Telecommunications | Sports and Television
T445 | 13176 | Gantz, W.


Telecommunications
T445 Sports & Television
Class Number 13176
Gantz, W.

MW 8:00am-9:15am MW
Prerequisitie: T205 or T207

This course will examine the relationships that exist among
collegiate and professional sports leagues, the Olympics, the
athletes themselves, distributors of sports programming such as
broadcast and cable networks, advertisers, institutions of higher
education, the government, and audiences.

This course is likely to contain five sections.  The first
introduces the many stakeholders associated with sports and the
media and covers the financial elements of media/sports linkages.
The second focuses on the content provided in sportscasts.  This
will include a look at sports journalism as well as charges that
media coverage, at least on occasion, has been racist and sexist.
The third segment of the course examines the audiences for media
sports. Here, we’ll describe the audience, their motivations for
viewing, and look at where viewing occurs.  In the fourth section of
the course, we’ll focus on the effects of sports coverage.  This
will range from effects on individuals and families to those felt by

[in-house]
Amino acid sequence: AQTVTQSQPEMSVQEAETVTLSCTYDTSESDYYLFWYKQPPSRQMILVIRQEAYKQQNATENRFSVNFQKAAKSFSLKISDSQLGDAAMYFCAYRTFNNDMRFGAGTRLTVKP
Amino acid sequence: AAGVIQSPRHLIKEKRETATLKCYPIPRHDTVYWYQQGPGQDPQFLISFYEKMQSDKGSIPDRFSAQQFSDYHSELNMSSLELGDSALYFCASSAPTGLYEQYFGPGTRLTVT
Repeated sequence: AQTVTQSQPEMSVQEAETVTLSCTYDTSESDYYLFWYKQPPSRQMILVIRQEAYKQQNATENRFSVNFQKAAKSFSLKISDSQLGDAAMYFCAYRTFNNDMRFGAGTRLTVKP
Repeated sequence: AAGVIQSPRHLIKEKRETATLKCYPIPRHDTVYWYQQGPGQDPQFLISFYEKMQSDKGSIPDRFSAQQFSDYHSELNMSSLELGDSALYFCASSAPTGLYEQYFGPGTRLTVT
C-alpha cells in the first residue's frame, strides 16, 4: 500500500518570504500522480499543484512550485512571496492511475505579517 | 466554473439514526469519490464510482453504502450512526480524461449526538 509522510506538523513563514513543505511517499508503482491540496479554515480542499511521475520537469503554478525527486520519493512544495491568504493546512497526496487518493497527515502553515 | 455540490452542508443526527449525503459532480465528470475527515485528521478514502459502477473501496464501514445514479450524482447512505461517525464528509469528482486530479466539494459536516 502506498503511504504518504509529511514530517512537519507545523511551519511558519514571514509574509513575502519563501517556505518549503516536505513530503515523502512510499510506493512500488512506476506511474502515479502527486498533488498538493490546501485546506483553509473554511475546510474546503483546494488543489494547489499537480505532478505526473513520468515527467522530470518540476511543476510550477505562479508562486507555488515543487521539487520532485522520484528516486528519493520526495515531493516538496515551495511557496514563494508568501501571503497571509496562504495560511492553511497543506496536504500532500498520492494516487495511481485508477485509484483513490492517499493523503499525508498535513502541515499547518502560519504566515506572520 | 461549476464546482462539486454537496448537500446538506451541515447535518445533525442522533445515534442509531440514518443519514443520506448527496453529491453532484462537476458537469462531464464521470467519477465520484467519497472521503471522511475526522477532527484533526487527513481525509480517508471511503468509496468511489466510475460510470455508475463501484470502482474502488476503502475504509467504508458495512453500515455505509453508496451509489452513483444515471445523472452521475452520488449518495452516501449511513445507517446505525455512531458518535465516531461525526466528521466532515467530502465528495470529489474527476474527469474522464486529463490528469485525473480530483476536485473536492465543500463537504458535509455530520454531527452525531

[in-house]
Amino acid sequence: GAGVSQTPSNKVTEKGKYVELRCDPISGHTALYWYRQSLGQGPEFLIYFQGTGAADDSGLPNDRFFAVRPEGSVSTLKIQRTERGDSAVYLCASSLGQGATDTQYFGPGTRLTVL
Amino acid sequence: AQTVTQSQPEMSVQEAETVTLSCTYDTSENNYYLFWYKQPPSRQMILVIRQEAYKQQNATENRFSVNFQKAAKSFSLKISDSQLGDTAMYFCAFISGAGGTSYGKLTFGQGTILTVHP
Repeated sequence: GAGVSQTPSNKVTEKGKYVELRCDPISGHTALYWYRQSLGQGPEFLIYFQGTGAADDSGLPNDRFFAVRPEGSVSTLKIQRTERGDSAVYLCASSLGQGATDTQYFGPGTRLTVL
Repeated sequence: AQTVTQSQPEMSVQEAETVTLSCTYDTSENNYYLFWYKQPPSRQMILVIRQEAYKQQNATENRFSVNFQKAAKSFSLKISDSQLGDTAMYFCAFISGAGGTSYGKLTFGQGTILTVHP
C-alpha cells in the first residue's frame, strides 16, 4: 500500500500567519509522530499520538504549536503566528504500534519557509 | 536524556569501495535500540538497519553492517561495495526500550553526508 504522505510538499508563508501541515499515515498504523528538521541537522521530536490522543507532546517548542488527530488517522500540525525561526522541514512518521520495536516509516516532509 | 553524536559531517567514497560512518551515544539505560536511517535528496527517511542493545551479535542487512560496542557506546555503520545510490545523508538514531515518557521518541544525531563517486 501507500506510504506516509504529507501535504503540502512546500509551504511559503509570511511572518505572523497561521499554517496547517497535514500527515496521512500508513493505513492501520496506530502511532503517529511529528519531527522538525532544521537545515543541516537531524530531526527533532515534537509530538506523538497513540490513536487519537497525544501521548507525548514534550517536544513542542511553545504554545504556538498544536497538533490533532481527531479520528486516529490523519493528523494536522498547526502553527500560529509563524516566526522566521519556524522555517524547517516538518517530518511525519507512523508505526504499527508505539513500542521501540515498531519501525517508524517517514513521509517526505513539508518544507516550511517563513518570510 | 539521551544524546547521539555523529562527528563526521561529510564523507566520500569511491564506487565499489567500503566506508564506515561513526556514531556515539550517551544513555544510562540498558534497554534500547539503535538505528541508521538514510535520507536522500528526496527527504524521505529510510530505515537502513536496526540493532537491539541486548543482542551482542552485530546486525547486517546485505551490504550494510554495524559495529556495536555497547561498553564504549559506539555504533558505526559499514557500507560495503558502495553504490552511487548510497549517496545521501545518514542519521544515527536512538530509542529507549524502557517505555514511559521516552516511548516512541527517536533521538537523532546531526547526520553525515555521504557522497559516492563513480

organizations (i.e., colleges and universities) and society as a
whole. The final section of the course  looks at the future of
sports and the media.  In this section, we’ll look at new media
outlets, new sports, and the efforts underway to attract young
audiences to sports on the media.

Format:  Typically, class materials will be initially presented
using a modified lecture format; most class sessions will have a
lecture component.  Nonetheless, your participation during the
lectures is expected.  This certainly is the case with a series of
debates on contentious issues which, indeed, are yours to lead.

Readings: This class will use a mix of required books and readings.
This semester, the books are The Handbook of Sports and Media, Beer
and Circus, and Sports Inc.

Workload:  There are likely to be three exams.  Each will consist of
objective (multiple choice and true/substitute) and short answer
questions and will cover materials presented in the lectures, the
readings, exercises, and homework assignments.  In all likelihood,
there also will be a small number of  generally short written
assignments.  Each is designed to stimulate your thought and/or
assess your skill in applying concepts presented in class and in the
readings.  Finally, the class may participate in a relevant research
project.

This course counts toward Social and Historical Studies distribution
requirements in the College of Arts and Sciences. It may, or may
not, also count toward other degree requirements. For more
information about which requirements this course could fulfill see
the College of Arts and Sciences Bulletin at
http://www.indiana.edu/~bulletin/iub/coas/2006-2008/. If you have
questions, or need additional help, see your academic advisor.